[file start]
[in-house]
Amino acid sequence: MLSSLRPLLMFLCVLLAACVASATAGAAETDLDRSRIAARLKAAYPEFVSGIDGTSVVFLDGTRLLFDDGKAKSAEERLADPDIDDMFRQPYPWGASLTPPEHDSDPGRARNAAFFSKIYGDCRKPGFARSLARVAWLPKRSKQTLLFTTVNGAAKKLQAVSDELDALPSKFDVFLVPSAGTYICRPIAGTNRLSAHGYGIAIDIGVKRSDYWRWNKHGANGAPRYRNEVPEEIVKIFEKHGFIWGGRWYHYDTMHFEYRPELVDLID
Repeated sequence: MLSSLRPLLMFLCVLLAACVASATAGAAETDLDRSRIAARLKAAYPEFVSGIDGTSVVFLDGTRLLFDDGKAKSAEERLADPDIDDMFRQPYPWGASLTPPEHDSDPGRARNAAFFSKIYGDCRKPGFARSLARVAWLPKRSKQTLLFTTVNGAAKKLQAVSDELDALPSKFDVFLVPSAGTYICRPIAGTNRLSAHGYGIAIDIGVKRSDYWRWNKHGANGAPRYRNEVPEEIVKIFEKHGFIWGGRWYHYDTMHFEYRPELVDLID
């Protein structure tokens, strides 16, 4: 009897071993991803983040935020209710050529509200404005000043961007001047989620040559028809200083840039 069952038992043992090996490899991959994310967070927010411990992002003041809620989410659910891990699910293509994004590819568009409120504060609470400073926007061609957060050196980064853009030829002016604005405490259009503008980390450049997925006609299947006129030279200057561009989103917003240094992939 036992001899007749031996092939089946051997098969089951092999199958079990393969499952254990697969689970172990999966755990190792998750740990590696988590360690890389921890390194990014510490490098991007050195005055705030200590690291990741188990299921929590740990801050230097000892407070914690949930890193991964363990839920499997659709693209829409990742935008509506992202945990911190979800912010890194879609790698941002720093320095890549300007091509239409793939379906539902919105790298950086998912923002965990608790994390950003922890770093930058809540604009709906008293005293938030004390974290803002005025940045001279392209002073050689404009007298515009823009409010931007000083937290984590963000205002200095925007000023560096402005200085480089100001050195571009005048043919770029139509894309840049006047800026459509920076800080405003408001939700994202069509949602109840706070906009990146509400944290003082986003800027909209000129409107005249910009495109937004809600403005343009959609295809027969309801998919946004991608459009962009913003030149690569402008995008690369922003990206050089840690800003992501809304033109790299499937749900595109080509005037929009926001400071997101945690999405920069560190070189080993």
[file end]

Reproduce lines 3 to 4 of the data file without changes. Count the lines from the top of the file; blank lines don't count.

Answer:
Repeated sequence: MLSSLRPLLMFLCVLLAACVASATAGAAETDLDRSRIAARLKAAYPEFVSGIDGTSVVFLDGTRLLFDDGKAKSAEERLADPDIDDMFRQPYPWGASLTPPEHDSDPGRARNAAFFSKIYGDCRKPGFARSLARVAWLPKRSKQTLLFTTVNGAAKKLQAVSDELDALPSKFDVFLVPSAGTYICRPIAGTNRLSAHGYGIAIDIGVKRSDYWRWNKHGANGAPRYRNEVPEEIVKIFEKHGFIWGGRWYHYDTMHFEYRPELVDLID
């Protein structure tokens, strides 16, 4: 009897071993991803983040935020209710050529509200404005000043961007001047989620040559028809200083840039 069952038992043992090996490899991959994310967070927010411990992002003041809620989410659910891990699910293509994004590819568009409120504060609470400073926007061609957060050196980064853009030829002016604005405490259009503008980390450049997925006609299947006129030279200057561009989103917003240094992939 036992001899007749031996092939089946051997098969089951092999199958079990393969499952254990697969689970172990999966755990190792998750740990590696988590360690890389921890390194990014510490490098991007050195005055705030200590690291990741188990299921929590740990801050230097000892407070914690949930890193991964363990839920499997659709693209829409990742935008509506992202945990911190979800912010890194879609790698941002720093320095890549300007091509239409793939379906539902919105790298950086998912923002965990608790994390950003922890770093930058809540604009709906008293005293938030004390974290803002005025940045001279392209002073050689404009007298515009823009409010931007000083937290984590963000205002200095925007000023560096402005200085480089100001050195571009005048043919770029139509894309840049006047800026459509920076800080405003408001939700994202069509949602109840706070906009990146509400944290003082986003800027909209000129409107005249910009495109937004809600403005343009959609295809027969309801998919946004991608459009962009913003030149690569402008995008690369922003990206050089840690800003992501809304033109790299499937749900595109080509005037929009926001400071997101945690999405920069560190070189080993």